Recreating rmultinom and rpois with Rcpp

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Sometimes one needs to mimic the exact behavior of R’s Distributions within C++
code. The incredible Rcpp team has provided access to these distributions through
Rmath.h (in the R:: namespace), as well as through the Rcpp:: namespace where there
can be two forms: scalar as in R, and vectorized via Rcpp sugar. The behavior of these
functions may not always exactly match what the user expects from the standard R behavior,
particularly if attempting to use the functions in Rmath.h. In particular, the functions
in Rmath.h are not vectorized. In what follows, I will use Rcpp to mimic the
behavior of both the rmultinom and rpois functions available in base R so that this
functionality and behavior is provided in native C++.

The multinomial distribution
generalizes the binomial distribution to k discrete outcomes instead of 2; consequently,
it is parameterized in terms of k probabilities that must sum to 1. The base R function
rmultinom used for generating multinomial data takes three arguments: n the number of
simulated data sets to produce, size, the number of multinomial outcomes to sample for
each data set, and prob a numeric vector of probabilities. The function returns a k
$\times$ n integer matrix.

The following C++ code uses the R::rmultinom function available in Rmath.h to generate
size multinomial outcomes. The R::rmultinom function relies on referencing a pointer
to an IntegerVector to store the results. We create a helper function, rmultinom_1,
that draws size multinomial outcomes from the multinomial distribution based on the
probabilities in prob. We then do this n independent times in the function
rmultinom_rcpp. To match the base R functionality, rmultinom_rcpp returns a k
$\times$ n IntegerMatrix.

using namespace Rcpp;

IntegerVector rmultinom_1(unsigned int &size, NumericVector &probs, unsigned int &N) {
    IntegerVector outcome(N);
    rmultinom(size, probs.begin(), N, outcome.begin());
    return outcome;

// [[Rcpp::export]]
IntegerMatrix rmultinom_rcpp(unsigned int &n, unsigned int &size, NumericVector &probs) {
    unsigned int N = probs.length();
    IntegerMatrix sim(N, n);
    for (unsigned int i = 0; i < n; i++) {
        sim(_,i) = rmultinom_1(size, probs, N);
    return sim;

We now check if the rmultinom and rmultinom_rcpp functions produce the same results.
We generate a vector of 200 probabilities that sum to 1. We will sample 500 multinomial
outcomes and do this independently 20 times.

prob <- runif(200)
prob <- prob/sum(prob) # standardize the probabilities
size <- 500
n <- 20

sim_r <- rmultinom(n, size, prob)
sim_rcpp <- rmultinom_rcpp(n, size, prob)
all.equal(sim_r, sim_rcpp)
[1] TRUE

A benchmark of the functions suggests that the rmultinom_rcpp function is very slightly
slower than the rmultinom function, but that is not really a concern for our purposes.

    rmultinom(1000, size, prob),
    rmultinom_rcpp(1000, size, prob)
Unit: milliseconds
                             expr     min      lq    mean  median      uq     max neval cld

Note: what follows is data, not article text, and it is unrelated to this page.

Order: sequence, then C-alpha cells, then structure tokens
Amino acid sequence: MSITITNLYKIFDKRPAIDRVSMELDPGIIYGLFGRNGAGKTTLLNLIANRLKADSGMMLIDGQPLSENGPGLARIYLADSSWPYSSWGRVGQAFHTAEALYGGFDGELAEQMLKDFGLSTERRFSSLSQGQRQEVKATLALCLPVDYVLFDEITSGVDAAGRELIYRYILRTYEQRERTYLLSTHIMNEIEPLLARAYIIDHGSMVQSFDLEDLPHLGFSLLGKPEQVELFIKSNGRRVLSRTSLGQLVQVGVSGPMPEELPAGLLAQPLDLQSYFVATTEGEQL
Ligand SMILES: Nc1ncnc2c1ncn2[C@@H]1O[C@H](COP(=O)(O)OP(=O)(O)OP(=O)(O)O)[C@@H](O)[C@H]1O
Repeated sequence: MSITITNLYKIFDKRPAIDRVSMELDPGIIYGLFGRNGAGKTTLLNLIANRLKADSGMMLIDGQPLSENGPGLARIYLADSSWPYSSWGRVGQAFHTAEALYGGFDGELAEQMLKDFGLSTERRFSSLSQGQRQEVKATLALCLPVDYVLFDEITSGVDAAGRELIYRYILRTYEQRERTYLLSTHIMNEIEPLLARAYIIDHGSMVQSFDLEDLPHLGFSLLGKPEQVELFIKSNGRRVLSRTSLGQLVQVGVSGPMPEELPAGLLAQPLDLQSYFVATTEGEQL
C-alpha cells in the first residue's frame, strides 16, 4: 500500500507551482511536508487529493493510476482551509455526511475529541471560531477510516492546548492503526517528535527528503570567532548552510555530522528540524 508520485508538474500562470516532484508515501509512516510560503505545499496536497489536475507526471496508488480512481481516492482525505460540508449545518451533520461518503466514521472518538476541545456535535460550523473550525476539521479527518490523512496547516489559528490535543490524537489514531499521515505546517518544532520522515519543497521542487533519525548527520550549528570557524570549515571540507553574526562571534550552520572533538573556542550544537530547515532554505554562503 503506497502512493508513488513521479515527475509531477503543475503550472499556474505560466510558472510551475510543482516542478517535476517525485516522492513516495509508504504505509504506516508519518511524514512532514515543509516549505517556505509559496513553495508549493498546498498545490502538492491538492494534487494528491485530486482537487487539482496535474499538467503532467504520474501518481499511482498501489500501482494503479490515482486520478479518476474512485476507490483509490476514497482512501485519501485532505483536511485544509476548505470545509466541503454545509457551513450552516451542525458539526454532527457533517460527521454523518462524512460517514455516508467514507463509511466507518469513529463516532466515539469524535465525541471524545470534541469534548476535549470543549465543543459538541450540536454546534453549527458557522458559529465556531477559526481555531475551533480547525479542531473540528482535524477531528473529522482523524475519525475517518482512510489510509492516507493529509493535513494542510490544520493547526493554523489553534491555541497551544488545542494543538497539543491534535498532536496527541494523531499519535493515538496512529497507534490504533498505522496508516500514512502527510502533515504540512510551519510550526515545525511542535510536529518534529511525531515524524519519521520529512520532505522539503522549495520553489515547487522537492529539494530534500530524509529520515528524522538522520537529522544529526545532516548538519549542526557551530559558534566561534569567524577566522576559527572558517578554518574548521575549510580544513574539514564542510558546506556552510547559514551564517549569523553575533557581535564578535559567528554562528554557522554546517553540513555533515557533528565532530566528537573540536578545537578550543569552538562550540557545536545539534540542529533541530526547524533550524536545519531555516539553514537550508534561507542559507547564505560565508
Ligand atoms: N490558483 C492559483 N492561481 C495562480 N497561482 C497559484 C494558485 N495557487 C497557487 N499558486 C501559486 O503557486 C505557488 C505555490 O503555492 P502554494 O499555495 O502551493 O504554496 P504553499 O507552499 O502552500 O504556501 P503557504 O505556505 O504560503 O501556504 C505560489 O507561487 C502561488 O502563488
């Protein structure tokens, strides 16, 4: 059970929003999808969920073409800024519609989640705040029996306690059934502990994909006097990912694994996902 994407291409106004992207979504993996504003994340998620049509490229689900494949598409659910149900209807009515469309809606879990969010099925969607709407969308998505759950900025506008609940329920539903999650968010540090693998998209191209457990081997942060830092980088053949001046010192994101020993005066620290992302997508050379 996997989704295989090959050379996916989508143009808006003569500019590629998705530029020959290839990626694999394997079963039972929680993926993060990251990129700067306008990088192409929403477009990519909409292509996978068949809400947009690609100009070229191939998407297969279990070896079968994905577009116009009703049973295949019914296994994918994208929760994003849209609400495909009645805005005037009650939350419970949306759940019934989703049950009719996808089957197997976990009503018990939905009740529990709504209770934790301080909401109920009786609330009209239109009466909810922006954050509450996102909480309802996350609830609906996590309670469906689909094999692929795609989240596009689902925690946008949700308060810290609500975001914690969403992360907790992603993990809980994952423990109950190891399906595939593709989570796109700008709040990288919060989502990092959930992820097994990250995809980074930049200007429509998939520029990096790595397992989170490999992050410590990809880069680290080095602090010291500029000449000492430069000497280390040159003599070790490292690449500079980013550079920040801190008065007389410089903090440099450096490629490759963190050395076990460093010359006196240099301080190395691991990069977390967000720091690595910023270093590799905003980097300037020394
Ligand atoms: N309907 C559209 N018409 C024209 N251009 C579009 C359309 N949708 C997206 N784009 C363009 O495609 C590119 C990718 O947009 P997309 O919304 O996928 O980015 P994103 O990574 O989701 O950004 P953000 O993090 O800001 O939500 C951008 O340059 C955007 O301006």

rmultinom(1000, size, prob) 10.8676 10.9925 11.1737 11.0826 11.1898 13.9595   100  a 
 rmultinom_rcpp(1000, size, prob) 11.0879 11.2072 11.4897 11.3341 11.6203 13.9920   100   b

The poisson distribution is a
non-negative discrete distribution characterized by having identical mean and
variance. The base R function rpois used for generating Poisson data takes two
arguments: n the number of simulated values to produce, and lambda, a positive numeric
vector. The rpois function cycles (and recycles) through the values in lambda for each
successive value simulated. The function produces an integer vector of length n. We
provide similar functionality using the R::rpois function available in Rmath.h. Note
that we cycle through the values of lambda so that if the end of the lambda vector is
reached before we have generated n values, then we restart at the beginning of the
lambda vector.

using namespace Rcpp;

// [[Rcpp::export]]
IntegerVector rpois_rcpp(unsigned int &n, NumericVector &lambda) {
    unsigned int lambda_i = 0;
    IntegerVector sim(n);
    for (unsigned int i = 0; i < n; i++) {
        sim[i] = R::rpois(lambda[lambda_i]);
        // update lambda_i to match next realized value with correct mean
        // restart lambda_i at 0 if end of lambda reached
        if (lambda_i == lambda.length()) {
            lambda_i = 0;
    return sim;

We now evaluate whether the rpois and rpois functions produce the same results. We
generate a positive vector with 200 values for lambda and draw length(lambda) + 5
independent Poisson values.

lambda <- runif(200, 0.5, 3)
pois_sim_r <- rpois(length(lambda) + 5, lambda)
pois_sim_rcpp <- rpois_rcpp(length(lambda) + 5, lambda)
all.equal(pois_sim_r, pois_sim_rcpp)
[1] TRUE

A benchmark of the two functions suggests the rpois_rcpp function may be slightly faster,
but once again, that is not our primary concern here.

    rpois(length(lambda) + 5, lambda),
    rpois_rcpp(length(lambda) + 5, lambda)
Unit: microseconds
                                   expr   min     lq    mean median     uq    max neval cld
      rpois(length(lambda) + 5, lambda) 7.412 7.7780 8.50529 7.9495 8.2165 60.014   100   b
 rpois_rcpp(length(lambda) + 5, lambda) 6.721 6.9965 7.37430 7.1645 7.4950 21.263   100  a 

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